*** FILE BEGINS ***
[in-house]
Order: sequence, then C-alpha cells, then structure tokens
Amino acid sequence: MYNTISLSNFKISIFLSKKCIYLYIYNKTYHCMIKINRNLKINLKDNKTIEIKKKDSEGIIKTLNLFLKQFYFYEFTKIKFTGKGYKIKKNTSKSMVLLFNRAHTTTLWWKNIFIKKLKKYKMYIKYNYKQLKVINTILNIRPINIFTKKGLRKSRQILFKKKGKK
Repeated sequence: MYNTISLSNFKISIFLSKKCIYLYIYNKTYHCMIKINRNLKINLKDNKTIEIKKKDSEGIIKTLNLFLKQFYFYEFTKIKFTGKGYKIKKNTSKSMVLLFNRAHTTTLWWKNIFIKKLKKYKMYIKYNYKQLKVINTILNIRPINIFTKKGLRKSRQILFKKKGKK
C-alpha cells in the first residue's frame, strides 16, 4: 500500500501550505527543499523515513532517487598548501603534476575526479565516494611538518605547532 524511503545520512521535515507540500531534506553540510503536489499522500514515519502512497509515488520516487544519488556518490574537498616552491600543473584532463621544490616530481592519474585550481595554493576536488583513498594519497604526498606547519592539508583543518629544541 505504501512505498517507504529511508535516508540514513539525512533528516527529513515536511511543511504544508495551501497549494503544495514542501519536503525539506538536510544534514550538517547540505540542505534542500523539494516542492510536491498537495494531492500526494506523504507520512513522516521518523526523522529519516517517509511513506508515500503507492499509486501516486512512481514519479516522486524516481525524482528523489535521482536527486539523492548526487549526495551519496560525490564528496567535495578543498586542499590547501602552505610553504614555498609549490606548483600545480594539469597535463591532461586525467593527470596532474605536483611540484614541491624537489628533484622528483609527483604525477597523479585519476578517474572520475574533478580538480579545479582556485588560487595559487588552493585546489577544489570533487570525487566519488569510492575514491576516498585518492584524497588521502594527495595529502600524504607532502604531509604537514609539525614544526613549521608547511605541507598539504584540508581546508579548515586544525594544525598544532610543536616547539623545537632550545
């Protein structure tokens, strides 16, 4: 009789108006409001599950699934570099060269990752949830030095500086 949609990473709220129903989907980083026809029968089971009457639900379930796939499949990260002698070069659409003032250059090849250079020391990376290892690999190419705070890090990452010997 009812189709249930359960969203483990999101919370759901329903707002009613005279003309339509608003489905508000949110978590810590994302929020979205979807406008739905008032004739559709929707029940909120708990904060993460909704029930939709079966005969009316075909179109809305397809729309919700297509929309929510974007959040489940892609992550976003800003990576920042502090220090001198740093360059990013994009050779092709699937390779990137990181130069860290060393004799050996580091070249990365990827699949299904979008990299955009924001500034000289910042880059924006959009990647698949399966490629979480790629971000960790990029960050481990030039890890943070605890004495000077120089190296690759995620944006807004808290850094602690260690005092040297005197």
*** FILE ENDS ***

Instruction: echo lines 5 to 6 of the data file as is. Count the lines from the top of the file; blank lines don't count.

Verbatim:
C-alpha cells in the first residue's frame, strides 16, 4: 500500500501550505527543499523515513532517487598548501603534476575526479565516494611538518605547532 524511503545520512521535515507540500531534506553540510503536489499522500514515519502512497509515488520516487544519488556518490574537498616552491600543473584532463621544490616530481592519474585550481595554493576536488583513498594519497604526498606547519592539508583543518629544541 505504501512505498517507504529511508535516508540514513539525512533528516527529513515536511511543511504544508495551501497549494503544495514542501519536503525539506538536510544534514550538517547540505540542505534542500523539494516542492510536491498537495494531492500526494506523504507520512513522516521518523526523522529519516517517509511513506508515500503507492499509486501516486512512481514519479516522486524516481525524482528523489535521482536527486539523492548526487549526495551519496560525490564528496567535495578543498586542499590547501602552505610553504614555498609549490606548483600545480594539469597535463591532461586525467593527470596532474605536483611540484614541491624537489628533484622528483609527483604525477597523479585519476578517474572520475574533478580538480579545479582556485588560487595559487588552493585546489577544489570533487570525487566519488569510492575514491576516498585518492584524497588521502594527495595529502600524504607532502604531509604537514609539525614544526613549521608547511605541507598539504584540508581546508579548515586544525594544525598544532610543536616547539623545537632550545
């Protein structure tokens, strides 16, 4: 009789108006409001599950699934570099060269990752949830030095500086 949609990473709220129903989907980083026809029968089971009457639900379930796939499949990260002698070069659409003032250059090849250079020391990376290892690999190419705070890090990452010997 009812189709249930359960969203483990999101919370759901329903707002009613005279003309339509608003489905508000949110978590810590994302929020979205979807406008739905008032004739559709929707029940909120708990904060993460909704029930939709079966005969009316075909179109809305397809729309919700297509929309929510974007959040489940892609992550976003800003990576920042502090220090001198740093360059990013994009050779092709699937390779990137990181130069860290060393004799050996580091070249990365990827699949299904979008990299955009924001500034000289910042880059924006959009990647698949399966490629979480790629971000960790990029960050481990030039890890943070605890004495000077120089190296690759995620944006807004808290850094602690260690005092040297005197």